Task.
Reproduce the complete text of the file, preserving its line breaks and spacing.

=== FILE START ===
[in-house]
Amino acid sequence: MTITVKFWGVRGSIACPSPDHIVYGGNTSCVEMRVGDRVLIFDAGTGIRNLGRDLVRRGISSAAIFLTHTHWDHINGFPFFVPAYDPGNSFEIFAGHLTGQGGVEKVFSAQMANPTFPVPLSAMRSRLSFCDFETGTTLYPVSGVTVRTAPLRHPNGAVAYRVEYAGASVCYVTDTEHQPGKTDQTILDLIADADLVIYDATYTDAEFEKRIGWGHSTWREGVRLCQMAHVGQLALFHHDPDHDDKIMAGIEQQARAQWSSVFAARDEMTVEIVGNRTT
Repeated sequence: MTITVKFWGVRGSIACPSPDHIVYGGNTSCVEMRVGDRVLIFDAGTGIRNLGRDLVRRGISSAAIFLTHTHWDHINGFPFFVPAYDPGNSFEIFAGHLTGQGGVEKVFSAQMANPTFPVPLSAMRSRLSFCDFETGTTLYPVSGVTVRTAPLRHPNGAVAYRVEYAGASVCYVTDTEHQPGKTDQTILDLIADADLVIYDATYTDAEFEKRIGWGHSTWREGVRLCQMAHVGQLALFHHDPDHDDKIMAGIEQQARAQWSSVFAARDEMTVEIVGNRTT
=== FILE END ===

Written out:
[in-house]
Amino acid sequence: MTITVKFWGVRGSIACPSPDHIVYGGNTSCVEMRVGDRVLIFDAGTGIRNLGRDLVRRGISSAAIFLTHTHWDHINGFPFFVPAYDPGNSFEIFAGHLTGQGGVEKVFSAQMANPTFPVPLSAMRSRLSFCDFETGTTLYPVSGVTVRTAPLRHPNGAVAYRVEYAGASVCYVTDTEHQPGKTDQTILDLIADADLVIYDATYTDAEFEKRIGWGHSTWREGVRLCQMAHVGQLALFHHDPDHDDKIMAGIEQQARAQWSSVFAARDEMTVEIVGNRTT
Repeated sequence: MTITVKFWGVRGSIACPSPDHIVYGGNTSCVEMRVGDRVLIFDAGTGIRNLGRDLVRRGISSAAIFLTHTHWDHINGFPFFVPAYDPGNSFEIFAGHLTGQGGVEKVFSAQMANPTFPVPLSAMRSRLSFCDFETGTTLYPVSGVTVRTAPLRHPNGAVAYRVEYAGASVCYVTDTEHQPGKTDQTILDLIADADLVIYDATYTDAEFEKRIGWGHSTWREGVRLCQMAHVGQLALFHHDPDHDDKIMAGIEQQARAQWSSVFAARDEMTVEIVGNRTT